Chai’s 104-minute documentary drew 200 million views online in a week before government censors took it down. It created a groundswell of concern and anger that continues today.”
Karen Fang: Managing director, Bank of America, 40 Under 40
For a layperson that dreads financial jargons as much as a dental visit, it’s not easy to grasp what exactly Fang does. She is basically a pharmacist of money, mixing and matching all the different financial ingredients (eg. stock, bond, currency) to create the perfect solution for each client.
Then imagine the added challenges of post-crisis banking and a ‘Wolf of Wall Street’ kind of bro culture. You just want to applaud her for making this far. Then another wow factor kicks in. She was a ballerina for 12 years. Ballet looks most elegant but requires every muscle to be tense and alert the whole time. She knows how to be tough, and tough as a woman, not ‘like a man’.
“At 17, Karen Fang hit a crossroads. Fluent in English (she won third place in a national speech competition), the China-born investment banker wanted to study overseas, but her parents would only let her go as far as Japan, where all she could say was hello and goodbye. That didn’t stop her. Fang completed a two-year Japanese language course in two months, and was enrolled in the highly ranked University of Tokyo by the next semester. She’s been on the fast road ever since.
Five years ago, she was poached from Goldman Sachs—where she made her name convincing a number of large pension funds to hedge in the run up to the financial crisis—by Bank of America to run a first of its kind on Wall Street cross-asset, cross-industry structured-strategies group (“It’s about solutions, not products,” she says). She has since grown her group to 55 from 10, and Risk magazine named B of A the top structured product house on Wall Street in 2015. Last year, Fang was also tapped by senior management to streamline the bank’s deal approval process. In April, she was named a Young Global Leader by the World Economic Forum.”
Nikiko Masumoto: Artist, Activist, and Farmer, Masumoto Family Farm, The Most Innovative Women In Food And Drink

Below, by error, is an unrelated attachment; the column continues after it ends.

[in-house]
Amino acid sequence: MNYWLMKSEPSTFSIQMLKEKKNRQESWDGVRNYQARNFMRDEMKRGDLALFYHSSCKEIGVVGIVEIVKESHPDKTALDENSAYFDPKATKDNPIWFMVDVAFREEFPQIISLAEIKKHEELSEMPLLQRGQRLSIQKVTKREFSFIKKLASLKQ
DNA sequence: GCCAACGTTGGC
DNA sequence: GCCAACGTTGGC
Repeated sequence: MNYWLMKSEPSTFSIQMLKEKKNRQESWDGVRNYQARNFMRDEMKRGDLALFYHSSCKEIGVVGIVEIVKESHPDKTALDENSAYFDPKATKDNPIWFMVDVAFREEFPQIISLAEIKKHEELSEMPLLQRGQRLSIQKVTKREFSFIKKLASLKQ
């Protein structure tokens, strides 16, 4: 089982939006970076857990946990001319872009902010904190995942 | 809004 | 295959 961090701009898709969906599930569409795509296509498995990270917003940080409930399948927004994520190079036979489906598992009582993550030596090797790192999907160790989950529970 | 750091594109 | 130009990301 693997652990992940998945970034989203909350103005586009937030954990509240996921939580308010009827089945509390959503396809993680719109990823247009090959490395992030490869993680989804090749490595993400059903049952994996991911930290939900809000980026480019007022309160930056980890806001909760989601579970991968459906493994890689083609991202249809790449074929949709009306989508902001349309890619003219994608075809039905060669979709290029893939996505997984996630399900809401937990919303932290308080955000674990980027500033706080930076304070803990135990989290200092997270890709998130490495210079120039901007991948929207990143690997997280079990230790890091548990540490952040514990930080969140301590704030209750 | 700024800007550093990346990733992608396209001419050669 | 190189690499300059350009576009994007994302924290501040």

It’s easy to feel passionate about food, to follow the famous chefs, to check the locality of organic vegetables, or to plan the next holiday around a local menu. But how much do we know about the people who make the food in the first place?
Nikiko Masumoto transforms unknown and unheard farmers into individual, living characters. In her TEDx Talks, Masumoto talks about the origin of her family farm. After World War II her grandfather was released from an internment camp and founded their peach farm in California to set down roots in the land that once denied him and to feed its people. And her twitter bio (@nmasumoto) starts with ‘organic feminist farmer.’ Just like that, she became my favorite farmer.
“At least one good thing has come out of the California drought, according to farmer-artist-activist Masumoto: “It’s forcing the state to have big conversations about the future of water and climate change.” Masumoto, who works with her family at the Masumoto Family Farm, is an important voice in those conversations.
When she’s not working on the farm, the 29-year-old speaks at conferences and forums around the world, raising awareness about economic issues facing small, family farms, and encouraging broader discussions about climate change and labor policies in the agriculture world. She has also worked to educate grocers and consumers about the merits of small fruits, which require less water to grow than their larger counterparts.
The performance artist has also managed to carve out time for her artistic pursuits. “I couldn’t survive as a farmer without making space and time for my creative projects,” she says. “Most of my ideas come to me when I’m on the tractor.”